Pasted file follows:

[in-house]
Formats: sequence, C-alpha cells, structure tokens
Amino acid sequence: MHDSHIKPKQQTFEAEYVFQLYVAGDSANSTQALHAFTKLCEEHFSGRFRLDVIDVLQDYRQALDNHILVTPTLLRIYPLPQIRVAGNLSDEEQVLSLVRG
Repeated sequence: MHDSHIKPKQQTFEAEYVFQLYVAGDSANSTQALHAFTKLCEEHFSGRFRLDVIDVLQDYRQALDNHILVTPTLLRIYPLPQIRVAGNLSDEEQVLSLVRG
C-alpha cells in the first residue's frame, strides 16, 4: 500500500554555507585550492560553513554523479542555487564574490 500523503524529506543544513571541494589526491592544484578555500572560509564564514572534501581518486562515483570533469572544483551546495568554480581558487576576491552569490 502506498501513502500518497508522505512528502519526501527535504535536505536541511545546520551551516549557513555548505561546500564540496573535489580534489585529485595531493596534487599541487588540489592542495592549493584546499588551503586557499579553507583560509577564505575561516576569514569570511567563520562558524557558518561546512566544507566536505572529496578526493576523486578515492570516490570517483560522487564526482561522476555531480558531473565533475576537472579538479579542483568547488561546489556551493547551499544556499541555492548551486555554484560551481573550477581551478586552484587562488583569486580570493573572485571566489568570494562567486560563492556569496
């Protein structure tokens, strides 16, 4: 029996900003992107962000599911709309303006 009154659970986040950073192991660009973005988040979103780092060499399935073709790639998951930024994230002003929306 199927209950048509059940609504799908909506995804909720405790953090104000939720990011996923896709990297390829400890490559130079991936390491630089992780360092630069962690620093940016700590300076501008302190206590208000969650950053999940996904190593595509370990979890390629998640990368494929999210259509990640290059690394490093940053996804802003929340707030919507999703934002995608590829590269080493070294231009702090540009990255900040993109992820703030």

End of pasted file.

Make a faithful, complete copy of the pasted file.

[in-house]
Formats: sequence, C-alpha cells, structure tokens
Amino acid sequence: MHDSHIKPKQQTFEAEYVFQLYVAGDSANSTQALHAFTKLCEEHFSGRFRLDVIDVLQDYRQALDNHILVTPTLLRIYPLPQIRVAGNLSDEEQVLSLVRG
Repeated sequence: MHDSHIKPKQQTFEAEYVFQLYVAGDSANSTQALHAFTKLCEEHFSGRFRLDVIDVLQDYRQALDNHILVTPTLLRIYPLPQIRVAGNLSDEEQVLSLVRG
C-alpha cells in the first residue's frame, strides 16, 4: 500500500554555507585550492560553513554523479542555487564574490 500523503524529506543544513571541494589526491592544484578555500572560509564564514572534501581518486562515483570533469572544483551546495568554480581558487576576491552569490 502506498501513502500518497508522505512528502519526501527535504535536505536541511545546520551551516549557513555548505561546500564540496573535489580534489585529485595531493596534487599541487588540489592542495592549493584546499588551503586557499579553507583560509577564505575561516576569514569570511567563520562558524557558518561546512566544507566536505572529496578526493576523486578515492570516490570517483560522487564526482561522476555531480558531473565533475576537472579538479579542483568547488561546489556551493547551499544556499541555492548551486555554484560551481573550477581551478586552484587562488583569486580570493573572485571566489568570494562567486560563492556569496
């Protein structure tokens, strides 16, 4: 029996900003992107962000599911709309303006 009154659970986040950073192991660009973005988040979103780092060499399935073709790639998951930024994230002003929306 199927209950048509059940609504799908909506995804909720405790953090104000939720990011996923896709990297390829400890490559130079991936390491630089992780360092630069962690620093940016700590300076501008302190206590208000969650950053999940996904190593595509370990979890390629998640990368494929999210259509990640290059690394490093940053996804802003929340707030919507999703934002995608590829590269080493070294231009702090540009990255900040993109992820703030």